5 strategies for GEE (Great Employee Engagement) by Sir Richard Branson



I’ve recently returned from running two employee engagement workshops in Mauritius (tough gig I know) for a group of HR leaders. During the breaks everybody wanted to know about my time at Virgin. Everybody also wanted to know what Sir Richard was like and what he did to build a positive culture that enhanced engagement.

 Of course Sir Richard’s open and people-focused style of leadership was a key part of it.   But, rather than me tell you about it, there’s nothing more powerful than his own words.

 I’ve chosen five areas where his approach has a significant impact on employee engagement. I hope you find the quotes interesting and I’d be interested in your feedback. Which one resonates most with you?


"There is no magic formula for creating great company culture. The key is just to treat your staff how you would like to be treated."

Create the kind of workplace and company culture that will attract great talent. If you hire brilliant people, they will make work feel more like play.

Some 80% of your life is spent working. You want to have fun at home; why shouldnt you have fun at work?

At the launch of Virgin Mobile, our people had an expectation of what working for a Virgin company would be like. If you ask candidates what attracted them to any Virgin company - ‘culture’ would probably be high on their list. Despite the obvious perception of fun that comes with a role at Virgin, don’t be under any illusions - it’s also hard work and challenging. And this is the key - if you are going to expect the best from people (and sometimes the extra mile) - then it doesn’t hurt to make their time under your roof the best it can be.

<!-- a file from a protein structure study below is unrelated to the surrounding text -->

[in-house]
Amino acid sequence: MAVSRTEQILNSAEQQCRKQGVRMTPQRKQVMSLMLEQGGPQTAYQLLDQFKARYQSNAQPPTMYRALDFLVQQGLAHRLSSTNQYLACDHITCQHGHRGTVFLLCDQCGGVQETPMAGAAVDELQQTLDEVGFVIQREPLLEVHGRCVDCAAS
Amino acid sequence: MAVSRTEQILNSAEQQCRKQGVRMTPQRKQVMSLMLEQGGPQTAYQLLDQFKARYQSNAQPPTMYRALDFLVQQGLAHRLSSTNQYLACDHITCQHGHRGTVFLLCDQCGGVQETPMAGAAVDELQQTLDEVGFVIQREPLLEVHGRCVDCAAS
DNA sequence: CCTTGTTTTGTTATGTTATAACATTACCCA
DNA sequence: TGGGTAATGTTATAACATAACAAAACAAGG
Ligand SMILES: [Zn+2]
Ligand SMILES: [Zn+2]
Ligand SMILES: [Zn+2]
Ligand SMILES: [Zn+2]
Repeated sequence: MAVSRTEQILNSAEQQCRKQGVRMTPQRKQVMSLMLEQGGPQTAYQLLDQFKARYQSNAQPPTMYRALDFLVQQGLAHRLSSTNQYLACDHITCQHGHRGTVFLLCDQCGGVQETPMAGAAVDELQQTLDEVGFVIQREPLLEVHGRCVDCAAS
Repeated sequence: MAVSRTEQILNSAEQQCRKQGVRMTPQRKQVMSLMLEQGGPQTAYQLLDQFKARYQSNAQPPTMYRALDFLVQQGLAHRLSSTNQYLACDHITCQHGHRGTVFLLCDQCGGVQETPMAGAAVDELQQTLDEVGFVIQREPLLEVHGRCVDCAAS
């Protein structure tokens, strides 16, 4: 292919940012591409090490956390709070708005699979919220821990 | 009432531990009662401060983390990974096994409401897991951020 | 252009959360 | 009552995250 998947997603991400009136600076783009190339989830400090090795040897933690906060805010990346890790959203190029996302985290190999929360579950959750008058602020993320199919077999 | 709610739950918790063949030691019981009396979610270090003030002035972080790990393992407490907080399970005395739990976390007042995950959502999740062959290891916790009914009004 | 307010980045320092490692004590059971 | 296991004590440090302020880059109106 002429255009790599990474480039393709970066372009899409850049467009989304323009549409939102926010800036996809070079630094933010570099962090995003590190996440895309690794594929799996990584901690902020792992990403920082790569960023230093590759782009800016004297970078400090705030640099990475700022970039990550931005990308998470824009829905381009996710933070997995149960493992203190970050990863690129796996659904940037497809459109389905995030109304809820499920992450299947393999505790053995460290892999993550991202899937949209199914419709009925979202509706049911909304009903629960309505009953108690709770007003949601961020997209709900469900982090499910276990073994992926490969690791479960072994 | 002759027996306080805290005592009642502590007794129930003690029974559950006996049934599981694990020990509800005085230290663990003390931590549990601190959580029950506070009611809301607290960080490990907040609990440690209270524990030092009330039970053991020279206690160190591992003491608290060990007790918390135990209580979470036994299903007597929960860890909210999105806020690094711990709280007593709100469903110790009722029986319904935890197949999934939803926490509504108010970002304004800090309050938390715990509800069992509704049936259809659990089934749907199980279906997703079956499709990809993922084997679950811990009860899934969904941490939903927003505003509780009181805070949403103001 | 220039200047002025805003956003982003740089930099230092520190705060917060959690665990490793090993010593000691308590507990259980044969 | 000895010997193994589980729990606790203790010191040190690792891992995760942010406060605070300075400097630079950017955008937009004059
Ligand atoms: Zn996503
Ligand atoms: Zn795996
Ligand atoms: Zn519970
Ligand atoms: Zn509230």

"The best advice I could give anyone is to spend your time working on whatever you are passionate about in life."

Communicate your passion clearly, concisely and with genuine conviction.

Passion is key to employee engagement. Anyone who has trudged through the wrong role knows when it’s missing. It doesn’t matter what the business is or the role - if you find passion in the people, it rubs off. I find it in my local coffee shop just as much as Directors sitting in a board meeting, it’s equally infectious in both. As Richard Branson suggests, the trick is following your passion and then thriving in it when you get there. But a word of warning - there’s no point in creating a false impression of a culture that attracts passionate people. If a business isn’t truly passionate about what it does - how can it expect its people to show theirs?


If ever you need the business case for investing in employee engagement, here it is…

If you look after your staff, theyll look after your customers. Its that simple. 

"Train people well enough so they can leave, treat them well enough so they don't want to

A company is people  employees want to know am I being listened to or am I a cog in the wheel? People really need to feel wanted.